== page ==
By Kathryn E. Vinson, MS, CCRC
In our world today, there are many types of cancer that can be found early, and when found early, have a high survival rate. For the gentlemen in our lives, prostate cancer is one of those. When it is found early (with local or regional spread) the five-year survival rate is nearly 100%. Seriously, it doesn’t get better than numbers like that (although the treatments can be life altering). Sadly though, when it isn’t caught early, and has spread to distant parts of the body, that survival rate falls to about 30%. Let’s take some time today to talk about late stage prostate cancer, its symptoms, outlook, and treatment options.
What are the symptoms of stage 4 prostate cancer?
While prostate cancer has very recognizable symptoms, the big problem is that these symptoms are very similar to other conditions, such as benign prostatic hypertrophy (BPH), and many men brush them off as “just getting older.” While many of these symptoms can be attributed to aging, it is vital for men to understand that they should not be ignored or marginalized. These symptoms should always be taken seriously. According to the American Cancer Society and the Mayo Clinic, symptoms of prostate cancer, and more specifically, stage 4 prostate cancer may include:
- Painful urination
- Weak urine stream
- Blood in the urine and/or semen
- Erectile dysfunction
- Bone pain, often in the hips, back, and upper legs
- Swelling in the legs
Experiencing these symptoms, especially a combination of these symptoms, is a sign that you need to see your physician without delay. As a wife, sister, and daughter, I have heard the men in my life, quite vociferously, explain how they don’t want to go to the doctor – especially for “that” exam. Please gentlemen, we beg you – get it checked, and get it checked regularly – a very quick exam could save your life. The American Cancer Society recommends the following screening times (directly quoted):
- Age 50 for men who are at average riskof prostate cancer and are expected to live at least 10 more years.
- Age 45 for men at high riskof developing prostate cancer. This includes African Americans and men who have a first-degree relative (father or brother) diagnosed with prostate cancer at an early age (younger than age 65).
- Age 40 for men at even higher risk(those with more than one first-degree relative who had prostate cancer at an early age).
While we are talking about getting screened for prostate cancer, I want to let you know about some exciting new research that has the potential to dramatically increase the chance of early diagnosis. Researchers at the University of East Anglia and the Norfolk and Norwich University Hospital have found a way to detect prostate cancer from a man’s first morning urine sample. Their small-scale studies showed a higher rate of diagnosis via their urine test that a digital rectal exam. Though this test is still a ways away from being on the market – it gives tremendous hope for early diagnosis.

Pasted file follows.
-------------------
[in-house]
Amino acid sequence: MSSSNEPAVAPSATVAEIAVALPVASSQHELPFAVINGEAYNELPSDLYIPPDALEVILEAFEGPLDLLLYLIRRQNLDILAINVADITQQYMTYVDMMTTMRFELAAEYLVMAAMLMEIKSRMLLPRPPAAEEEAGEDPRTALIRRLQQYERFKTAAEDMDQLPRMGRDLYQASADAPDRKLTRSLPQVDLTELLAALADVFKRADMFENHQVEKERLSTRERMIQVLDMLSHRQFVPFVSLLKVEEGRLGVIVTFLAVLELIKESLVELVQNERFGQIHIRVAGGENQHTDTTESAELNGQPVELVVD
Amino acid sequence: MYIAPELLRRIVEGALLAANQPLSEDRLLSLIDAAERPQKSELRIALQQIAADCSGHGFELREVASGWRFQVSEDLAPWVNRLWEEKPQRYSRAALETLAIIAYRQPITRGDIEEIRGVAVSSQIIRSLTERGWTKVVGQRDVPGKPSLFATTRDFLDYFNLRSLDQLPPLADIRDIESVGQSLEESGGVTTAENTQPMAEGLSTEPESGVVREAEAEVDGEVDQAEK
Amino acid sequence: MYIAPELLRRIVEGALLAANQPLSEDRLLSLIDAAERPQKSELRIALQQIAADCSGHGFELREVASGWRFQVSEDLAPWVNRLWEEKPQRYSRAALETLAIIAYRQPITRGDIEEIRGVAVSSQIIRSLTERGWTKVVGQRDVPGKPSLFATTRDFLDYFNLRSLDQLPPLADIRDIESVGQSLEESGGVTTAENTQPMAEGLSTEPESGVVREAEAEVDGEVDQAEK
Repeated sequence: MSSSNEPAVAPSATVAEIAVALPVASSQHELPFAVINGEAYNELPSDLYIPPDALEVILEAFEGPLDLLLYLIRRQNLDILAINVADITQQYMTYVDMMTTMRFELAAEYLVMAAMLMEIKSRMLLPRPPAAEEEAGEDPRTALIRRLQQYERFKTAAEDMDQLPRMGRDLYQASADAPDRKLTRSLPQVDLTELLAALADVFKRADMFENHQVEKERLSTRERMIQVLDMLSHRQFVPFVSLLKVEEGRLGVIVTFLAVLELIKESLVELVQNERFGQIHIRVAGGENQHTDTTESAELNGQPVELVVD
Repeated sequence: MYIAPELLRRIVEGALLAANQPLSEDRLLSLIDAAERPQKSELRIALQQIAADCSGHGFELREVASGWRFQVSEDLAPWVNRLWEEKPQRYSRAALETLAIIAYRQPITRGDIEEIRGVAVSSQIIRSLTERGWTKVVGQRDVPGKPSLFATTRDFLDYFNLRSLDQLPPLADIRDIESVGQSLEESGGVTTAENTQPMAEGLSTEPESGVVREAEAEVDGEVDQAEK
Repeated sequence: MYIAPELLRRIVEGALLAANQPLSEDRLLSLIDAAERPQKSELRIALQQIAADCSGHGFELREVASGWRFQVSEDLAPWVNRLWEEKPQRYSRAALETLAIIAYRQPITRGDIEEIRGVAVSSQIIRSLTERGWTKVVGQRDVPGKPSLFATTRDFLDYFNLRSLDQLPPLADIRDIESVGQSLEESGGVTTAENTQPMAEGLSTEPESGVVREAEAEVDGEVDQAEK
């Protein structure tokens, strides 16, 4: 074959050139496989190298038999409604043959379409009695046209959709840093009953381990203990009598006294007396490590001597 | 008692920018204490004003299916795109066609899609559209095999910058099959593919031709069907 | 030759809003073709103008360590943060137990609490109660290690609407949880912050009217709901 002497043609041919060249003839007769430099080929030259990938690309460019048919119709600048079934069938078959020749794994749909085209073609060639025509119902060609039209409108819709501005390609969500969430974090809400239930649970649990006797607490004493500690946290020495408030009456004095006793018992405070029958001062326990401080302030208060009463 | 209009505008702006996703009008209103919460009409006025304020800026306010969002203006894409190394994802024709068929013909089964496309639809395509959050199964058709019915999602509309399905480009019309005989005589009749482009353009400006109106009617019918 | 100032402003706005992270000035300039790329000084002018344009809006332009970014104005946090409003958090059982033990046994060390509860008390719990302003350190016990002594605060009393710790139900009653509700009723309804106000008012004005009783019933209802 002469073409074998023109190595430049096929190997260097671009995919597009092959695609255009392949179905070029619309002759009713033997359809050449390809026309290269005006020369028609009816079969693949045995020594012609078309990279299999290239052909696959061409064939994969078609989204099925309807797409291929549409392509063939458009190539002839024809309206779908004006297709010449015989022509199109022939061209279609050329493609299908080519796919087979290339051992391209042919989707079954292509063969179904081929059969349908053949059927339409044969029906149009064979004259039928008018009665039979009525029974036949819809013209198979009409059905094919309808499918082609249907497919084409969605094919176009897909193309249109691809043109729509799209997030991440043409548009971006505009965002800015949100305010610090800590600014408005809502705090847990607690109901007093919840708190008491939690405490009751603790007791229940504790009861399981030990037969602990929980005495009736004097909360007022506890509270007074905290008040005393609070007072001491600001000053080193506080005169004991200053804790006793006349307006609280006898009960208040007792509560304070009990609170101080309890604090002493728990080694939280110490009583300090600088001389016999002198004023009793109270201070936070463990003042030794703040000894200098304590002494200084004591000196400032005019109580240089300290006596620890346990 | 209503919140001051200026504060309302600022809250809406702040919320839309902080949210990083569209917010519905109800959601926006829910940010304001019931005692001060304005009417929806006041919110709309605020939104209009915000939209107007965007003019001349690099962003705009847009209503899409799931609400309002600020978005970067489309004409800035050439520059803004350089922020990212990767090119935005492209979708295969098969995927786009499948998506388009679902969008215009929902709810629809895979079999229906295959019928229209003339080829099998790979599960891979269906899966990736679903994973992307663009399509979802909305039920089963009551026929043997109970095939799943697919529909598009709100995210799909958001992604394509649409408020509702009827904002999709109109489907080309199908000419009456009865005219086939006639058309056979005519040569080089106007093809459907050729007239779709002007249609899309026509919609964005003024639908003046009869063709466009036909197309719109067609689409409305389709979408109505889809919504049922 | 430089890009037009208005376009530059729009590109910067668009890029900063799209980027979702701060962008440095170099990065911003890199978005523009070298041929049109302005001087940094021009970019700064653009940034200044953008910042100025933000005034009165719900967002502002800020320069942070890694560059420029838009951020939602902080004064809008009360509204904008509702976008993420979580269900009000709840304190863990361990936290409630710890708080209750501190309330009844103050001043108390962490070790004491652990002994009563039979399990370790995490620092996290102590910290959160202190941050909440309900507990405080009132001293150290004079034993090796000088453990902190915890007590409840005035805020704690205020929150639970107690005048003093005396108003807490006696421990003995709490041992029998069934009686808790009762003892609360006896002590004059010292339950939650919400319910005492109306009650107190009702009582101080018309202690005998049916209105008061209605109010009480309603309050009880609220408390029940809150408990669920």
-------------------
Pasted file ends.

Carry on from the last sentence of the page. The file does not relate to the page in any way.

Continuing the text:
What is the prognosis for stage 4 prostate cancer?
As I mentioned earlier, when prostate cancer is caught early, or even after it has spread some – it has an incredibly high five-year survival rate – approaching 100%. Sadly though, once the disease has spread out of the pelvis to places like other organs, the bones, and distant lymph nodes, the survival rate falls to about 30%.
How is stage 4 prostate cancer treated?
Stage 4 prostate cancer treatments are most often aimed at controlling the patient’s symptoms, rather than having a “curative” purpose. As prostate cancer is fueled by testosterone, one of the first lines of therapy in stage 4 prostate cancer is blocking that hormone. This can be accomplished with medications that block the production of testosterone, medications that prevent the uptake of testosterone by cells, or by surgical removal of the testicles. Many prostate cancers adapt to the low testosterone environment and must be treated in other ways.
Other treatment options for stage 4 prostate cancer include radiation, chemotherapy, and immunotherapy. Also, of note are medications to help build bone mass. As testosterone levels plunge, men are more susceptible to osteoporosis, as well as the risk of metastases to the bones. Both of these conditions can result in painful fractures.
Surgical options are often not on the table as they are not curative and can cause more problems that they alleviate. Radical prostatectomy (removal of the prostate) is considered if the patient is experiencing symptoms such as difficulty urinating, as this relieves pressure on the urethra, allowing urine to pass more freely. It must be noted, that radical prostatectomy comes with extreme side effects including, but not limited to: inability to achieve erection and incontinence.
Further treatments are considered palliative – aimed treating pain and increasing quality of life.
As always, much love, many prayers, and abundant blessings to all of the warriors out there!!